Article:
June 1, 2003 | CUNY Matters Columns
When Chancellor Matthew Goldstein addressed the University Faculty Senate Spring Conference in April, he focused on the subject of the integrated university. Adapted here are excerpts from his prepared remarks
An anthropologist studying the native society on a small island in the South Pacific wanted to meet their leader. He asked the tribe’s medical healer if he could meet their most important man. The healer took him to a small clearing in the jungle, where an old man was sitting with a group of young people. “Is this your King?” asked the anthropologist. “No,” replied the healer. “The King is the most powerful man on the island. You wanted to see the most important man, so I brought you to see our teacher.”
As a former faculty member at Baruch College and at the Graduate School, I know first-hand the critical importance of the faculty at this University. The focus of this conference is on “the integrated university and the status of the faculty,” and both topics are of great significance to me personally.
The integrated university is the key concept for my vision of CUNY. It is the structural paradigm that enables us to capitalize most effectively on the remarkable wealth of resources at the City University. The integrated university provides the opportunities an academic community needs in order to do distinguished work
That vision is informed by the reality that now, and in the future, the University is not going to get all of the public support it needs to move forward. Everyone in this room understands that reality, but I think everyone would agree that this makes it all the more crucial for us to invest ourselves with renewed vigor in this University, and to broadcast the importance—and the effectiveness—of public higher education.
One way we’re investing in CUNY is by reshaping how we operate. We are implementing fresh ideas that generate not only money, but innovative and exciting academic programs. Here are just a few examples of how the integrated university works to leverage the power of public higher education:
- First, our Honors College, now going into its third year, is offering special seminars with distinguished faculty and an unprecedented array of outstanding educational resources from across the University.
- The Flagship Environment Initiative is enabling strategic investment in academic programs where we can most effectively distinguish ourselves; it is attracting truly stellar faculty members in areas like foreign languages, computers and new media, photonics, teacher education and biosciences.
- We are building on collaborative initiatives like the CUNY Institute for Software Design and Development, which is providing grants to faculty and students to work with software firms on commercial projects.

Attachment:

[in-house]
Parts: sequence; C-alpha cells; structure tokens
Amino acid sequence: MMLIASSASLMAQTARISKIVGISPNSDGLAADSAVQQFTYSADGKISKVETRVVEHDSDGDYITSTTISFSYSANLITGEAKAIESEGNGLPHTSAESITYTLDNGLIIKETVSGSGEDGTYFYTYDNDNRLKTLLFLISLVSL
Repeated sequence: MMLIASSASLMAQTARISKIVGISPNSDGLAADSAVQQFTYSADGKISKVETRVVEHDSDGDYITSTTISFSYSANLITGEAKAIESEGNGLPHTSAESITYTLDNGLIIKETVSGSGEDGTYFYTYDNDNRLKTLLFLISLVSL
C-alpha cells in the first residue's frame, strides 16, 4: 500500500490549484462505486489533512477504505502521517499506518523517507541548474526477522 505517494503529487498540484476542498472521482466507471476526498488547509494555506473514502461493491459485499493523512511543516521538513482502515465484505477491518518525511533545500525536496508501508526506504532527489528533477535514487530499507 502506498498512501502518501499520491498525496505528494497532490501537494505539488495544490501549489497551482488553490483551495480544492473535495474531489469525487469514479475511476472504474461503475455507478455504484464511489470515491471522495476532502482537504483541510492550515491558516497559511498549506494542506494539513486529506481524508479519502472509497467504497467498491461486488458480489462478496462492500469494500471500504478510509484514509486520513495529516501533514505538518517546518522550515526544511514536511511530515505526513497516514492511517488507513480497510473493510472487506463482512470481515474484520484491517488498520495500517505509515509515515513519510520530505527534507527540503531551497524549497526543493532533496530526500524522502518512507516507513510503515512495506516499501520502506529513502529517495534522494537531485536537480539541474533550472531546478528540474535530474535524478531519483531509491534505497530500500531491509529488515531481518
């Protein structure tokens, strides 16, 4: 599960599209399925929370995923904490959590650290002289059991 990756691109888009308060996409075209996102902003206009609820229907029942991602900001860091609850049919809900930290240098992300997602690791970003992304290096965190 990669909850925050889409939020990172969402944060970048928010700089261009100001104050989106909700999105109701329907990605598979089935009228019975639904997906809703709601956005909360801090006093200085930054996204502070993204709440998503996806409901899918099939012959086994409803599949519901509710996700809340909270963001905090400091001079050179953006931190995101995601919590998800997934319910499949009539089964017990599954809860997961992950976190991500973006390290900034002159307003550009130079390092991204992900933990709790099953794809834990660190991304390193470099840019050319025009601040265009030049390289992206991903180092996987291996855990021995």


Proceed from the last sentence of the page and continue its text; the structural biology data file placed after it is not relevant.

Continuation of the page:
- CUNY faculty and Central Office staff have secured grant support for collaborative projects such as the development of networking tools for nuclear magnetic resonance (NMR) research in biological solids, the acquisition of a 500 MHz NMR spectrometer for faculty use across CUNY, and the training of scientists, faculty, and graduate students in research, educational and outreach approaches.
- We have initiated a campus-by-campus re-examination of the foundations of a university education, with the goals of defining and ultimately adopting a common set of educational goals for our liberal arts components, and fostering movement toward establishing core curricula throughout the University.
- The integrated university policy also informs the way we approach our capital program, as we continue our system-wide educational technology and network infrastructure telecommunications projects.
At the end of the day, our goal is to help our students grow into productive, engaged and thoughtful citizens–men and women who understand how and where they figure in our immense intellectual, cultural, scientific and artistic heritage. This is what I want to strive for in the educational experience we offer at CUNY. We can only do this by a greater investment in our faculty, in state-of-the-art laboratories and facilities, and in all the resources and accouterments that are essential to the academic life of this University.
In good times and in bad, we must maintain our resolve and focus on investing in the University’s core business of teaching and learning, to sustain the vibrancy and vitality of this institution. The answer lies in the integrated university. I look forward to seeing that vision become reality, and seeing CUNY continue to flourish in the years to come.